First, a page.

A group of astronomers observed the star they thought was a neutron star, born after the first supernova was discovered in 1987, in the Milky way satellite galaxy 170000 light-years from earth, known as Sn 1987A.
until now, astronomers have not been sure whether neutron stars will survive an explosion and not just collapse into black holes – but a new paper published last week in the Journal of astrophysics suggests that neutron stars may still exist.
if confirmed, it will be the youngest neutron star known to mankind. The youngest supernova remnant to date is 330 year old Cassiopeia A, about 11000 light-years from earth in the Milky way.
by analyzing the high-resolution images of the large / submillimeter array in Atacama, Chile, a group of astronomers was able to take a closer look at what was left after Sn 1987A.
they found a thermal “spot” inside the supernova’s core, possibly a cloud of gas enveloping the neutron star. The star itself is too small to be detected directly because it is tiny and dense – in a sphere only 15 miles wide, it has a mass of 1.4 times the sun’s.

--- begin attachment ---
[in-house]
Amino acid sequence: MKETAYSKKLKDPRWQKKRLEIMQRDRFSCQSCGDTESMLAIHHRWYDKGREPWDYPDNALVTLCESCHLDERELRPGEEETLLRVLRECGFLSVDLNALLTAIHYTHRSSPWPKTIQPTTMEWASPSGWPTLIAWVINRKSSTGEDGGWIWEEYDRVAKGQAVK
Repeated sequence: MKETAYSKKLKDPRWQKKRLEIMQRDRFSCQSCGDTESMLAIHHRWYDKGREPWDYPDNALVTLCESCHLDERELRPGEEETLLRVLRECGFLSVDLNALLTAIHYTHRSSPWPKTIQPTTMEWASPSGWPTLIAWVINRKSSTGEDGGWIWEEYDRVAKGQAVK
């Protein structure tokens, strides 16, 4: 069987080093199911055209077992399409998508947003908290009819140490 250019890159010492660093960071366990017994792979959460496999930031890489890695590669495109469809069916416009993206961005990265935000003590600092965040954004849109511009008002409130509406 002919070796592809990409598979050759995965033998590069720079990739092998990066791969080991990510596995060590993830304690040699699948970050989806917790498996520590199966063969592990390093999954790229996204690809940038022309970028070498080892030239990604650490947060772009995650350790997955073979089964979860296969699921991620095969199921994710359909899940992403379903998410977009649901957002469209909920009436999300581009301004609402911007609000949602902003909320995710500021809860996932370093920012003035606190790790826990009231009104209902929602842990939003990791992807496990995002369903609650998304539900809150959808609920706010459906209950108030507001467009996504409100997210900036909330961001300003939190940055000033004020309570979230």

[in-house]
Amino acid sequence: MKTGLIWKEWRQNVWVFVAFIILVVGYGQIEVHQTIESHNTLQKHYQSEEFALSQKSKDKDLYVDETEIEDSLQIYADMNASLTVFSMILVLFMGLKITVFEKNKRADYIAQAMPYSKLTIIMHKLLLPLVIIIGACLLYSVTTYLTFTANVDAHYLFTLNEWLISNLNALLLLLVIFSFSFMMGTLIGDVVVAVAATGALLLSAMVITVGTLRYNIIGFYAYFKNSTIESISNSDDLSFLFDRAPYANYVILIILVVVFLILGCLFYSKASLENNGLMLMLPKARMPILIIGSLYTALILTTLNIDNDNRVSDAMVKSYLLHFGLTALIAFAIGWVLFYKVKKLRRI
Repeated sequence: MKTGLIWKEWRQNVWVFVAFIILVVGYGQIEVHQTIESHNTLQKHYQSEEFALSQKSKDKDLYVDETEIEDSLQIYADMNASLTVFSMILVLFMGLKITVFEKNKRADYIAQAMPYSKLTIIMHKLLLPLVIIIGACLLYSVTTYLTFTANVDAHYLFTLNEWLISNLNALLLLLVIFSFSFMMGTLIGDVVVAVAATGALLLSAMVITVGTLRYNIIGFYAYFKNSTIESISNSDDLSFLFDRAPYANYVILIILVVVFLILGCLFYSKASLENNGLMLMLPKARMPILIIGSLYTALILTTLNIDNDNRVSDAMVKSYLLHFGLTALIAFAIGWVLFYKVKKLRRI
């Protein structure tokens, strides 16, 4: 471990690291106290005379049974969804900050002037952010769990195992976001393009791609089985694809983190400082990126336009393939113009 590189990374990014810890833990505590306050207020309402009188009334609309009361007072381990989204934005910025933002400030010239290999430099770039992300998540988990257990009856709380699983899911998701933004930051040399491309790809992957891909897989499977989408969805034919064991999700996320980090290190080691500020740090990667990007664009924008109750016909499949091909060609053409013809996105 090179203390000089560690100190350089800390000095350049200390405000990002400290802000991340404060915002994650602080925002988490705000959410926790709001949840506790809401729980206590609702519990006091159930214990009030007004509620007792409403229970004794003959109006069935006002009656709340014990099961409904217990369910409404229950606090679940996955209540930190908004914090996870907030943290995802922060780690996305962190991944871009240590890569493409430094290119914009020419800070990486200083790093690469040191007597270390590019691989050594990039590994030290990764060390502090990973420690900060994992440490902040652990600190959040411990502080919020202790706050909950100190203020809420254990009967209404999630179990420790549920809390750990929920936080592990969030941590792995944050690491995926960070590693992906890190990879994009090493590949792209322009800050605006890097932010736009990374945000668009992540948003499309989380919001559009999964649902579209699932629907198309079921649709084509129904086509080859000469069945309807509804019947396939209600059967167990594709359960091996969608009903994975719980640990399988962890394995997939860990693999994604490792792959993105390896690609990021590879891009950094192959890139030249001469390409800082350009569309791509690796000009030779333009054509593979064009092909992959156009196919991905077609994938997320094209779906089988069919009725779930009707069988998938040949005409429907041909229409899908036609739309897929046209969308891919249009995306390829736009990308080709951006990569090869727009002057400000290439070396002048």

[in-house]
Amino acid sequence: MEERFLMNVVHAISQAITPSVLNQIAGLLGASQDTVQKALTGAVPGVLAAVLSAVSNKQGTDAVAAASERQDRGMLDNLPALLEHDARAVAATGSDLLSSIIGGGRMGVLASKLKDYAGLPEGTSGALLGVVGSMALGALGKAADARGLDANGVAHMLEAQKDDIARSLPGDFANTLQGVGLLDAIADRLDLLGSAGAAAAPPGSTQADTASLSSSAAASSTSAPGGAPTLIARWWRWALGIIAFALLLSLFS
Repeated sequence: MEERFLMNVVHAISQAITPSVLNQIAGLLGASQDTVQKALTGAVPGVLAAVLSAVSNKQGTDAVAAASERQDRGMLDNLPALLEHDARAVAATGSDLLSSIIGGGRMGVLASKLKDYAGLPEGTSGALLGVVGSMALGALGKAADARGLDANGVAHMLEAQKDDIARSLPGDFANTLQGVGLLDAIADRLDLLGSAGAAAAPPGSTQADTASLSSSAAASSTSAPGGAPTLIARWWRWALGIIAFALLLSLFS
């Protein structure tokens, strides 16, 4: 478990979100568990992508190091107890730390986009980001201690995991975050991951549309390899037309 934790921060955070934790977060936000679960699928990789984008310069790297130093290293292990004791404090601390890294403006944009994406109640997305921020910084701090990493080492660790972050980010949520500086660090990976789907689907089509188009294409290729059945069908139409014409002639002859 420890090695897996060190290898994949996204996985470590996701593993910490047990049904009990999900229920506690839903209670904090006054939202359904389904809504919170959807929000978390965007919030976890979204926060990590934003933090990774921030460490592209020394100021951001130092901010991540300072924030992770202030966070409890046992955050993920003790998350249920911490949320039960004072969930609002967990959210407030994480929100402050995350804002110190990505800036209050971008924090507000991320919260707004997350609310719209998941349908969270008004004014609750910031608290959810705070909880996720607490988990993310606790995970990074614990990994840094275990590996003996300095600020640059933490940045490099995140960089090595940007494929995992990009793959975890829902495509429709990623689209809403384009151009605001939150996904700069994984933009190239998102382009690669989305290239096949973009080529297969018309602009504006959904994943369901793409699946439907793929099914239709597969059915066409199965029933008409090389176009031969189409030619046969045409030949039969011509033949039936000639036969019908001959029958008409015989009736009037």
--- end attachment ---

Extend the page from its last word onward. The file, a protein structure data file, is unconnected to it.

“something in the nebula must have heated the dust and made it glow. That’s why we found a neutron star hidden in the dust cloud
“despite the extreme complexity of supernova explosions and the extreme conditions inside neutron stars, the detection of warm dust masses is only a confirmation of some predictions,” US astrophysicist Denny page explained in a statement.
according to computer models, neutron stars will travel through space at hundreds of kilometers per second. Based on the model, the Alma team found that it was where it is today.
it takes time until the existence of a star is confirmed. The dust and gas around the supernova need to dissipate further before astronomers can say for sure that the very young star does exist.